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Flattened dinosaur and basal bird feathers reinterpreted



From: Ben Creisler
bh480@scn.org

New paper online:


Christian Foth (2011)
On the identification of feather structures in stem-line representatives of
birds: evidence from fossils and actuopalaeontology. 
Paläontologische Zeitschrift (advance publication)
DOI: 10.1007/s12542-011-0111-3
http://www.springerlink.com/content/u71014417j3214j0/


Dinosaurs with fossilized filamentous integument structures are usually
preserved in a highly flattened state. Several different feather types have
been described on this basis, but the two-dimensional preservation of
specimens during fossilization makes the identification of single feather
structures difficult due to overlapping feather structures in vivo.
Morphological comparison with the diversity of recent feather types is
therefore absolutely vital to avoid misinterpretation. To simulate the
preservation process, a cadaver of recent Carduelis spinus (European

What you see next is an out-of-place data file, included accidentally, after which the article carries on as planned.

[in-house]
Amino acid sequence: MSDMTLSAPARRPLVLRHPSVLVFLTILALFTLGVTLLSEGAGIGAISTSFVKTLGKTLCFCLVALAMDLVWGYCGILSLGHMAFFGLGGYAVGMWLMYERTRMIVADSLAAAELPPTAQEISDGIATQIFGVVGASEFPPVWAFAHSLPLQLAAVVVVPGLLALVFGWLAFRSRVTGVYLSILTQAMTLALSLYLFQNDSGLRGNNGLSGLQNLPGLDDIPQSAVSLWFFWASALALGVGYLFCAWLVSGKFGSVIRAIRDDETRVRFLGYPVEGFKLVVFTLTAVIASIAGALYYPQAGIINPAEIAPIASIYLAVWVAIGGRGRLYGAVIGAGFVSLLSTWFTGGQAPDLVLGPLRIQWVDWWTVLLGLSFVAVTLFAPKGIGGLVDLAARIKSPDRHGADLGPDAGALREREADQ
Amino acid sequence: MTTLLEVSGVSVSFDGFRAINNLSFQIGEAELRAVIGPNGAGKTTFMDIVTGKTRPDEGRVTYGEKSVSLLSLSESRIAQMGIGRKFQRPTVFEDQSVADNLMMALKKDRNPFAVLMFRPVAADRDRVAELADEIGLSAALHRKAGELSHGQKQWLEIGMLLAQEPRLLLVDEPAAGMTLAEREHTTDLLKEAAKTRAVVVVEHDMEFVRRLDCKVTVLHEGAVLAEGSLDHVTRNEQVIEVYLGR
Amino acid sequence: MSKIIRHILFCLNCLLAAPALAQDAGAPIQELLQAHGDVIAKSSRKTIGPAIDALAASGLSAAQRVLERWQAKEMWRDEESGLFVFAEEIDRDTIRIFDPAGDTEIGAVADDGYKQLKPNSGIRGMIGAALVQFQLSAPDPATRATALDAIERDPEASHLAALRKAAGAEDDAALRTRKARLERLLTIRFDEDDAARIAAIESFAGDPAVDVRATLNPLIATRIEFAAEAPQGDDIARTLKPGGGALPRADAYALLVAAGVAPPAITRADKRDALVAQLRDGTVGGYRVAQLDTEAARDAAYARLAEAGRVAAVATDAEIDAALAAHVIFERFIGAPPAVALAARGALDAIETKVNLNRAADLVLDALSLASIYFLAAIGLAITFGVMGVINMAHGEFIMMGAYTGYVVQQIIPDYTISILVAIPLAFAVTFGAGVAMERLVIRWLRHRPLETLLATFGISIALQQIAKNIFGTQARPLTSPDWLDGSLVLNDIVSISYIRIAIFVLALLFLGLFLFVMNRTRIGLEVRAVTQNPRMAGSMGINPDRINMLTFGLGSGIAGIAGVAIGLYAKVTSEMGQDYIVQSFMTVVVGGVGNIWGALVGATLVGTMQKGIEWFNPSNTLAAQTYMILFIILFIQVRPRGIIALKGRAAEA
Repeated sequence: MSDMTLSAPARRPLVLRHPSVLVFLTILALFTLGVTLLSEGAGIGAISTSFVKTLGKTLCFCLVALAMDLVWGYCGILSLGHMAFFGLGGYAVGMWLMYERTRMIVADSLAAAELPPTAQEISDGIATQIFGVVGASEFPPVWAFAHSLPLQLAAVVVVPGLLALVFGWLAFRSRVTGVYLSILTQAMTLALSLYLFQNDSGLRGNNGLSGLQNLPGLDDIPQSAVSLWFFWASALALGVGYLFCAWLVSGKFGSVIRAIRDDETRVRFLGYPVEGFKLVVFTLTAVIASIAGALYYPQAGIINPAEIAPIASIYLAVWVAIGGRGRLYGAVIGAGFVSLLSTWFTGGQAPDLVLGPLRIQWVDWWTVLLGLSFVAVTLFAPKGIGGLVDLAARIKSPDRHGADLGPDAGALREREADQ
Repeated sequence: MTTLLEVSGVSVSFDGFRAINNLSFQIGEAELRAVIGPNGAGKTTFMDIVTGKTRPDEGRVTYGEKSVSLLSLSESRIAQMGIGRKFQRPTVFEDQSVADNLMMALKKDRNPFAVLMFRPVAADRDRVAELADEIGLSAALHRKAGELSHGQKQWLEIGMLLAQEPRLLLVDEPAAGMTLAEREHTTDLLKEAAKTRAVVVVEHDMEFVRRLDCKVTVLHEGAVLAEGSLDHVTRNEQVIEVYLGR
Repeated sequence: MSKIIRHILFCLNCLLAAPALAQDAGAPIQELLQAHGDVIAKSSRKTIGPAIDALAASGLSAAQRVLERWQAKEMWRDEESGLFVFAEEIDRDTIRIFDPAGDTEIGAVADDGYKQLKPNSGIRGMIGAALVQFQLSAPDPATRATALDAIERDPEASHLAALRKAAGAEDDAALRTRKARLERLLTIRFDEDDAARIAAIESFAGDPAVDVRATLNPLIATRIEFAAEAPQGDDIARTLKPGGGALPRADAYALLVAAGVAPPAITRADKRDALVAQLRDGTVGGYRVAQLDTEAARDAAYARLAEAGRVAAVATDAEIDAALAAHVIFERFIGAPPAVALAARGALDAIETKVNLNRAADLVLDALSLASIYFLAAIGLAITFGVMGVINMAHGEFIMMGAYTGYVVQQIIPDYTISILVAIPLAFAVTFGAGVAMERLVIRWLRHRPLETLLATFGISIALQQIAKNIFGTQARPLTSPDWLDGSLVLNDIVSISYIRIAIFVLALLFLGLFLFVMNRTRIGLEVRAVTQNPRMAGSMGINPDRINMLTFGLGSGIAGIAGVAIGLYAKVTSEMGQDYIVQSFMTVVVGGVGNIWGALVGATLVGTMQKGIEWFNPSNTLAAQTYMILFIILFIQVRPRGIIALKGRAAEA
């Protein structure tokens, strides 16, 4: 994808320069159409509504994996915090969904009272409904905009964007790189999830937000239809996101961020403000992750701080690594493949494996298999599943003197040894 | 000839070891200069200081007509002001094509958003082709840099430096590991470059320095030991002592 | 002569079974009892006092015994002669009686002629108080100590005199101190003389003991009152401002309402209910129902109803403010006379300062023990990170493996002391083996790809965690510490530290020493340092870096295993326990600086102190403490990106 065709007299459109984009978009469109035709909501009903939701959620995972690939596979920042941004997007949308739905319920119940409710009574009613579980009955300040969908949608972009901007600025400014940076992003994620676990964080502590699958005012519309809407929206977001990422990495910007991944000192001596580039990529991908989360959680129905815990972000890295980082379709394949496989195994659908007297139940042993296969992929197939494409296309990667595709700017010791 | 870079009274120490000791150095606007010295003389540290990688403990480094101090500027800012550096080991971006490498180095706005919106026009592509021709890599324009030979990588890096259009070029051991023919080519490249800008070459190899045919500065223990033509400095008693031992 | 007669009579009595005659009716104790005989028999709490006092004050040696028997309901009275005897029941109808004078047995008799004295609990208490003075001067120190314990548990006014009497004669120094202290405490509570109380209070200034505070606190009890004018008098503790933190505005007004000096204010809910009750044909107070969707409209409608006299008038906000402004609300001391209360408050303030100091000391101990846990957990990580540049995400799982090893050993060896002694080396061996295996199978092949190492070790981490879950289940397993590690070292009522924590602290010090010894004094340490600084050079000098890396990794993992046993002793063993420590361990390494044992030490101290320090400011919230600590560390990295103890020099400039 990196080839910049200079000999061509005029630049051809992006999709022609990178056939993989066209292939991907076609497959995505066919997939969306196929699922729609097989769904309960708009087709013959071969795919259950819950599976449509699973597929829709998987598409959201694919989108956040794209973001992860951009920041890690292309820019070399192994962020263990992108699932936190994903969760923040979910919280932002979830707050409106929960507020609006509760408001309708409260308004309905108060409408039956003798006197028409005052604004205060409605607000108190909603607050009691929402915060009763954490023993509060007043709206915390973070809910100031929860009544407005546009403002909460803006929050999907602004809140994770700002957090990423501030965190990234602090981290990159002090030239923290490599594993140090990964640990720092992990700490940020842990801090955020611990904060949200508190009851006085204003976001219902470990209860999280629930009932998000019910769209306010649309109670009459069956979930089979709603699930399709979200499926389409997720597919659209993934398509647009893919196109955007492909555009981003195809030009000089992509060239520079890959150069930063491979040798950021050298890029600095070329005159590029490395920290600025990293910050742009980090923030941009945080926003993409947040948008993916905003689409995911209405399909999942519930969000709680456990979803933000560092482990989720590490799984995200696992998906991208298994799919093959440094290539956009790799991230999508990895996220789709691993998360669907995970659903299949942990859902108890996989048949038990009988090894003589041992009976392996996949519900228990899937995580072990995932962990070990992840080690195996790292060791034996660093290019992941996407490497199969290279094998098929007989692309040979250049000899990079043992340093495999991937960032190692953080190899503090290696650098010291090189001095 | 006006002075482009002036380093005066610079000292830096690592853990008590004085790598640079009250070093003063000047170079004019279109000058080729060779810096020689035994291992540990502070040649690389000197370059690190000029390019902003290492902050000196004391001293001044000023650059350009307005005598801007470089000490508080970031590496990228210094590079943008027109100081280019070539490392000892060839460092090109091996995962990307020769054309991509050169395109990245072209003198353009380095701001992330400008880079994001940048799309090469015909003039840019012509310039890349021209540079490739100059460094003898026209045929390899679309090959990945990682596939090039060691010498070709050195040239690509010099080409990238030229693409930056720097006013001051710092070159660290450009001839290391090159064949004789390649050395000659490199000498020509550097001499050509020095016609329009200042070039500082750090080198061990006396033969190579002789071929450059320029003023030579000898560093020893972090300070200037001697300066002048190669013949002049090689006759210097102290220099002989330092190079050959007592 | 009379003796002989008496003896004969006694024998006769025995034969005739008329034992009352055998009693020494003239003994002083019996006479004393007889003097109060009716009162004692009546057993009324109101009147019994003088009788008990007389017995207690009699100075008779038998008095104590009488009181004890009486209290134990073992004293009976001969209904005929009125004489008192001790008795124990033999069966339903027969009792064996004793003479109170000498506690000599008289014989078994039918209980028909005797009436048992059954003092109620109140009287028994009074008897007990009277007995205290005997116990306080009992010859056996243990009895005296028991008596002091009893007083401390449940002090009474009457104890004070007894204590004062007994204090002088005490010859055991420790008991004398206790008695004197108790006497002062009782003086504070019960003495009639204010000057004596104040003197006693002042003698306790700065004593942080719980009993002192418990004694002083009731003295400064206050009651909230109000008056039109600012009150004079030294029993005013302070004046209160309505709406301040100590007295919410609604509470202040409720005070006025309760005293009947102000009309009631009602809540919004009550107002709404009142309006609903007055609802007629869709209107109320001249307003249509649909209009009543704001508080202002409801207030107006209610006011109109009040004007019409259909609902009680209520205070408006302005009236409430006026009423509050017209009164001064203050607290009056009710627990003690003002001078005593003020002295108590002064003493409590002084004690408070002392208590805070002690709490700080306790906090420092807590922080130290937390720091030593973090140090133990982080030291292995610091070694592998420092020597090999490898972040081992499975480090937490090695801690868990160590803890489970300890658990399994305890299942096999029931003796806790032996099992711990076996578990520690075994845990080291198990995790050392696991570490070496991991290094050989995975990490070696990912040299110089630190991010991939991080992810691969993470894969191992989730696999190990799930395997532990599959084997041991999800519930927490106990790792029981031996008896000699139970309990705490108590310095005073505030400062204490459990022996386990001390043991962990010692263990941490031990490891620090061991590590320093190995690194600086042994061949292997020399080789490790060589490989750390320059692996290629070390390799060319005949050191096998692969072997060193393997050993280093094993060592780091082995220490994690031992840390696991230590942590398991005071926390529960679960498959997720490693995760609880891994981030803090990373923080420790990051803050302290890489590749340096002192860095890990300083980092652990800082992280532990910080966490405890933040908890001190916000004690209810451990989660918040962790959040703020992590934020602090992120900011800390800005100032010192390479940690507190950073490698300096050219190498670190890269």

siskin) was flattened in a printing press. Afterwards, the structure of the
plumage was compared with the morphology of a single body feather from the
same specimen. In comparison with the single feather, the body plumage of
the flattened bird looked rather filamentous. It was almost impossible to
identify single structures, and in their place, various artefacts were
produced. The investigation of plumage in a specimen of the Mesozoic bird
Confuciusornis sanctus reveals similar structures. This indicates that
flattening of specimens during fossilization amplifies the effect of
overlapping among feathers and also causes a loss of morphological detail
which can lead to misinterpretations. The results are discussed in
connection with some dubious feather morphologies in recently described
theropods and basal birds. Based on recent feather morphology, the
structure of so-called proximal ribbon-like pennaceous feathers (PRPFs)
found in many basal birds is reinterpreted. Furthermore, the morphology of
a very similar-looking feather type found in the forelimb and tail of an
early juvenile oviraptorosaur is discussed and diagnosed as the first
feather generation growing out of the feather sheath. Thus, the whole
plumage of this theropod might represent neoptile plumage. 



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